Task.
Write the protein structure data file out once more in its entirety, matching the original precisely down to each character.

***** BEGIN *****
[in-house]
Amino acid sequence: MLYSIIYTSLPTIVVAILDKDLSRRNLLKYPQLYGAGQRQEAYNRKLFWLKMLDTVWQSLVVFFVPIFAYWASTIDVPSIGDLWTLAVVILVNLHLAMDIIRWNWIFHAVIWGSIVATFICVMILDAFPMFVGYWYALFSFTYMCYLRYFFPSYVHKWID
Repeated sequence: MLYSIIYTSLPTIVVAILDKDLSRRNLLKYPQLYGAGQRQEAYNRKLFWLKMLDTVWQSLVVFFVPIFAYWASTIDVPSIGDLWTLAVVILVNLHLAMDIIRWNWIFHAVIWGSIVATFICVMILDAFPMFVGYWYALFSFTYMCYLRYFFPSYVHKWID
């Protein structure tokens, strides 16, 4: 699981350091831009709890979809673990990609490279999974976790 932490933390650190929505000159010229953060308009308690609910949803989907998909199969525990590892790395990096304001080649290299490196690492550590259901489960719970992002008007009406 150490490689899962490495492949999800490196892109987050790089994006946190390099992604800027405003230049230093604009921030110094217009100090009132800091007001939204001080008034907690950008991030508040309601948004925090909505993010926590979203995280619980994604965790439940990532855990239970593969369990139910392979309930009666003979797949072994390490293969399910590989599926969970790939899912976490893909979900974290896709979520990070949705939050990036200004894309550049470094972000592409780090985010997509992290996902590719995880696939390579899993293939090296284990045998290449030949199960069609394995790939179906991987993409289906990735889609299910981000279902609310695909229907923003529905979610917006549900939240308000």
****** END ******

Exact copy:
[in-house]
Amino acid sequence: MLYSIIYTSLPTIVVAILDKDLSRRNLLKYPQLYGAGQRQEAYNRKLFWLKMLDTVWQSLVVFFVPIFAYWASTIDVPSIGDLWTLAVVILVNLHLAMDIIRWNWIFHAVIWGSIVATFICVMILDAFPMFVGYWYALFSFTYMCYLRYFFPSYVHKWID
Repeated sequence: MLYSIIYTSLPTIVVAILDKDLSRRNLLKYPQLYGAGQRQEAYNRKLFWLKMLDTVWQSLVVFFVPIFAYWASTIDVPSIGDLWTLAVVILVNLHLAMDIIRWNWIFHAVIWGSIVATFICVMILDAFPMFVGYWYALFSFTYMCYLRYFFPSYVHKWID
């Protein structure tokens, strides 16, 4: 699981350091831009709890979809673990990609490279999974976790 932490933390650190929505000159010229953060308009308690609910949803989907998909199969525990590892790395990096304001080649290299490196690492550590259901489960719970992002008007009406 150490490689899962490495492949999800490196892109987050790089994006946190390099992604800027405003230049230093604009921030110094217009100090009132800091007001939204001080008034907690950008991030508040309601948004925090909505993010926590979203995280619980994604965790439940990532855990239970593969369990139910392979309930009666003979797949072994390490293969399910590989599926969970790939899912976490893909979900974290896709979520990070949705939050990036200004894309550049470094972000592409780090985010997509992290996902590719995880696939390579899993293939090296284990045998290449030949199960069609394995790939179906991987993409289906990735889609299910981000279902609310695909229907923003529905979610917006549900939240308000």